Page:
The saga of American soldiers killed in World War I and the efforts of the living to honor them is a neglected component of United States military history, and in this fascinating yet often macabre account, Lisa M. Budreau unpacks the politics and processes of the competing interest groups involved in the three core components of commemoration: repatriation, remembrance, and return. She also describes how relatives of the fallen made pilgrimages to French battlefields, attended largely by American Legionnaires and the Gold Star Mothers, a group formed by mothers of sons killed in World War I, which exists to this day. Throughout, and with sensitivity to issues of race and gender, Bodies of War emphasizes the inherent tensions in the politics of memorialization and explores how those interests often conflicted with the needs of veterans and relatives.

  • Amarin
This is an outstanding contribution to the bibliography of the United States involvement in the First World War. The politics behind remembrance and commemoration in the immediate aftermath of conflict are often clouded by - variously - jingoistic reporting, partisan commentary and cynicism. There is sufficient distance to the subject of this book to allow the author to cut through that and provide a superbly researched, detailed commentary on the complexities of battlefield burial, repatriation and commemoration in the segregated United States. This is a fabulous piece of work and highly recommended. Worth reading alongside David Crane's 'Empires of the Dead'.
  • Gandree
This was a very informative text and adds to a growing body of scholarship on the practice and politics of honoring those who fell during the Great War. What shines through the text is the humanity on a local and national scale while simultaneously informing the reader of how the fallen were exploited by commercial interests. Recommend this book for anyone needing a primer on the origins of post-war commemoration and what would become the American Battle Monuments Commission.
  • Eta
Le livre est arrivé dans les délais et bien emballé. Je n'ai malheureusement pas trouvé les informations que je cherchais dans ce livre mais il est sérieux et bien documenté. A recommander pour ceux qui s'intéresse au rapatriement des boys vers les USA.
  • Mr_Mix
I have finished reading this book and am really impressed with the research Dr. Budreau had to do in order to cover this subject so completely. I had no idea that this story she writes about had so much politics involved and would be so complicated. This had to be a most difficult task putting these facts together in readable form. Last but not least I really appreciate her adding the information about the Harris family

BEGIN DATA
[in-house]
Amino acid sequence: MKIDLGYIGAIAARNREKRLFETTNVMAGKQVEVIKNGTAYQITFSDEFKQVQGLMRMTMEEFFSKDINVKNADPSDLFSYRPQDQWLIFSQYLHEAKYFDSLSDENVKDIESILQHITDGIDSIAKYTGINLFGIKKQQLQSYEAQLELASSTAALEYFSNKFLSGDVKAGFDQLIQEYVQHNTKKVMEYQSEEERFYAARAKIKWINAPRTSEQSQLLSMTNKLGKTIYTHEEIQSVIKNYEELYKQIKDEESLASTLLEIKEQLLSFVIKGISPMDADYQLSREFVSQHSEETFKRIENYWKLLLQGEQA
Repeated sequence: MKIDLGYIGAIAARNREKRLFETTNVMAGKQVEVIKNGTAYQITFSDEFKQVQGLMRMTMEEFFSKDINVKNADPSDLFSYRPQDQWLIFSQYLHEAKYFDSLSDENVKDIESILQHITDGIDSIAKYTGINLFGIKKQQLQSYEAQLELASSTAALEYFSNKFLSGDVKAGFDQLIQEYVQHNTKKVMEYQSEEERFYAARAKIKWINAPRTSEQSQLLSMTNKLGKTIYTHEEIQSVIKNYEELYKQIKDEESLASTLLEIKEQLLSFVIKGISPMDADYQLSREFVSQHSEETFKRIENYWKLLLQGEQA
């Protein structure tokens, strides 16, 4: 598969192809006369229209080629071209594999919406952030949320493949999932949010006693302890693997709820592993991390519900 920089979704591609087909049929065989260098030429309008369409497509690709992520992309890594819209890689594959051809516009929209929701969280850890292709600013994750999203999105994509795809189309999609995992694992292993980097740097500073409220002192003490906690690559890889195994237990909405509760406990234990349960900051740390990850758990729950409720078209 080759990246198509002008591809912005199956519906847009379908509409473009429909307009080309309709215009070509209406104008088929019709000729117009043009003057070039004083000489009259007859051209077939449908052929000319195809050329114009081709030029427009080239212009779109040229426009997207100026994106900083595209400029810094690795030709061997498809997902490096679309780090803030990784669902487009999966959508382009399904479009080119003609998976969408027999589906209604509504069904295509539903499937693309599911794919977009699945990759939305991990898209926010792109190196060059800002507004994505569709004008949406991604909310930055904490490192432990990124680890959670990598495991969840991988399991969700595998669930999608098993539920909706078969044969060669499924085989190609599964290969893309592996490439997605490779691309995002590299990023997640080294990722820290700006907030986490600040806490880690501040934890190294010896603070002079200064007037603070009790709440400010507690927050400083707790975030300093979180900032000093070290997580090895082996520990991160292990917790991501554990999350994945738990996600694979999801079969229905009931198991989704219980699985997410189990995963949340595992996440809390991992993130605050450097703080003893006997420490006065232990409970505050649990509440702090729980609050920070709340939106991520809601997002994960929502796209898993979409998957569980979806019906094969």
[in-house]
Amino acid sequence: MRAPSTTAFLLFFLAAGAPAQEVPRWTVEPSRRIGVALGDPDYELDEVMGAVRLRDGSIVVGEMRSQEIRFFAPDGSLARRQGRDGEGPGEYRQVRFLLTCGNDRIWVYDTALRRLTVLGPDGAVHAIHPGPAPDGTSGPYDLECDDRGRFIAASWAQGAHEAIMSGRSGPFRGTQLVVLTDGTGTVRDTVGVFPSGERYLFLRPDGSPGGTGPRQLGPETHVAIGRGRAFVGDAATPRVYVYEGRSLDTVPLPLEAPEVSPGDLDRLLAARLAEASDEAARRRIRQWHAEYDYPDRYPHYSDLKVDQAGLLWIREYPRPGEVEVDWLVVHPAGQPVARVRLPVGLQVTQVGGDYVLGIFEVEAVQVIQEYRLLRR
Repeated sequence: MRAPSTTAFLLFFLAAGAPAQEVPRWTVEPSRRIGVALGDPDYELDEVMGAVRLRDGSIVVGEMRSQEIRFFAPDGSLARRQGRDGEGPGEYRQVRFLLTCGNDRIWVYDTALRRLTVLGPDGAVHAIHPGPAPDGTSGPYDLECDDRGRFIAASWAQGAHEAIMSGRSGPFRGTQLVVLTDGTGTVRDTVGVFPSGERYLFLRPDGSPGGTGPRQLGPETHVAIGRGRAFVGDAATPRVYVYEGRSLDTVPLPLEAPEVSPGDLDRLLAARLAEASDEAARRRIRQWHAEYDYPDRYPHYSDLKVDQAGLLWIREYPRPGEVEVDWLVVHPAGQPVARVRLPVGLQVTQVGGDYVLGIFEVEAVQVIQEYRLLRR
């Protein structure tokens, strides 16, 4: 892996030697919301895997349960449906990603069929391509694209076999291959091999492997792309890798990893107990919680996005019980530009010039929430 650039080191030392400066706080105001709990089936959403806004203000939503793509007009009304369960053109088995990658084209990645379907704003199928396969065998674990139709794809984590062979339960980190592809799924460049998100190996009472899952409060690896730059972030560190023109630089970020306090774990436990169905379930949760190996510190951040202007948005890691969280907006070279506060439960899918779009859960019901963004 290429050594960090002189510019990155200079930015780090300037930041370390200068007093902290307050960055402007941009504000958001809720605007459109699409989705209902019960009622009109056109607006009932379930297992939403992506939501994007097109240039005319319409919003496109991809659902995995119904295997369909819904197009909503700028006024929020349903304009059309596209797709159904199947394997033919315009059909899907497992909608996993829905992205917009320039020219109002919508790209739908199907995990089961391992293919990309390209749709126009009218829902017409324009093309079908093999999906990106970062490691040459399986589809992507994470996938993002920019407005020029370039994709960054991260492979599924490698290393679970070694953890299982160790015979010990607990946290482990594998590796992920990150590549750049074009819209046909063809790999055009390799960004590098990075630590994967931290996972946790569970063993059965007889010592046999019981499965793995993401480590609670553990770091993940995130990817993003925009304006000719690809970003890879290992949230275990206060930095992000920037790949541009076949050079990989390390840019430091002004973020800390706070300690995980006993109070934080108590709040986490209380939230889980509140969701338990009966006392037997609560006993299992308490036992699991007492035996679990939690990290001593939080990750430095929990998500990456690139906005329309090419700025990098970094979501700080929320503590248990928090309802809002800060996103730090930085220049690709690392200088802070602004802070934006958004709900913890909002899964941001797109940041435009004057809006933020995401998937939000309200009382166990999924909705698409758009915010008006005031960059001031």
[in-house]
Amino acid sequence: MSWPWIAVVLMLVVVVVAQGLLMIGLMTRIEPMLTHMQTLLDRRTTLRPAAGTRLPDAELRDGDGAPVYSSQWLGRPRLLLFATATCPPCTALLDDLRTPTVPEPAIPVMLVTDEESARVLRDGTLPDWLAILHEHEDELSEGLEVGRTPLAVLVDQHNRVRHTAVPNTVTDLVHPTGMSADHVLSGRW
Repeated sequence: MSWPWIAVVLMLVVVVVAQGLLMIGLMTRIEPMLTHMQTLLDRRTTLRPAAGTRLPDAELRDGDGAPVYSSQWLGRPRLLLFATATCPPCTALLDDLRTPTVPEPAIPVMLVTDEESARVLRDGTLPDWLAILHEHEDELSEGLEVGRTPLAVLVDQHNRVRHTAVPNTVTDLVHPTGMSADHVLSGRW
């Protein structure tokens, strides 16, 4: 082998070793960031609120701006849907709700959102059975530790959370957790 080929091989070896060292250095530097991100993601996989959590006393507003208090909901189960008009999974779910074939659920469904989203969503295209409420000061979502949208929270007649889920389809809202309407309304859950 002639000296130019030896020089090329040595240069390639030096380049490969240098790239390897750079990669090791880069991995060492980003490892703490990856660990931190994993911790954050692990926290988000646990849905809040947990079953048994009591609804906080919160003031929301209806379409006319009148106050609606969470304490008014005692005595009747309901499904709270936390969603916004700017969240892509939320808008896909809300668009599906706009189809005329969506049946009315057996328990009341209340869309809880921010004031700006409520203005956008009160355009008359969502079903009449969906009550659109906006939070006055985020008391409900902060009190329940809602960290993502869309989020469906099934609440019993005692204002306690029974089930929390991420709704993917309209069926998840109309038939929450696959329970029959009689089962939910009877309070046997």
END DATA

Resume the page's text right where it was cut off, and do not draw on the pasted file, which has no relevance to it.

from my hometown of Cedartown, Georgia.

Millard Greer
Cedartown, Georgia
  • Mr.mclav
Excellent book! Horrifying and tragic, but well written and contained a lot of good historical information on a topic most do not care to think about.
  • Xellerlu
BODIES OF WAR: WORLD WAR I AND THE POLITICS OF COMMEMORATION IN AMERICA, 1919-1933
LISA M. BUDREAU
NEW YORK UNIVERSITY PRESS, 2011
QUALITY SOFTCOVER, $28.00, 318 PAGES, ABBREVIATIONS, MAPS, NOTES, BIBLIOGRAPHY, INDEX

Author Lisa M. Budreau begins by explaining how our war dead were treated prior to the creation of the American Battlefields Monuments Commission (ABMC) in 1923. It was in the aftermath of the Spanish-American War, that the then Superintendent of the U.S. Burial and Disinterment Corps, David H. Rhodes, was faced with the dauntless task of caring for those American soldiers and sailors that had been killed-in-action. He and his staff of hospital corpsmen had to face an apathetic U.S. diplomatic service as well as an uncaring military bureaucracy. By the time World War I had ended in November, 1918, the burial, exhumation, reburial, and eventual shipment of U.S. war dead home became a ghastly, chaotic, and haphazard affair. This can be traced to the fact that the U.S. had no strict protocol prior to its entry into the war in April, 1917.

Once plans were arranged for the bodies to be returned, transportation across France became a logistical nightmare requiring large numbers of trucks, barges, railway cars, labor, and coffins. Numerous cases of mistaken identity were reported by families who claimed to have received the wrong body (while others were promised remains that never arrived). In an attempt to get bodies back more expeditiously from overseas, some families with the means to do so, were willing to pay as much as $2,500.00 for their loved ones, to unscrupulous officials. By the close of 1921, the gruesome burial work was nearly complete after the American military had shipped close to 46,000 dead to the United States and 764 to European places of birth.

The author has written a long overdue and timely book on how such a simple but noble mission to properly intern and honor America's war dead from World War I became entangled in politics, racism, symbolism, and competing interest groups. As in any book of this type, there will be some mistakes by the author and they are listed below: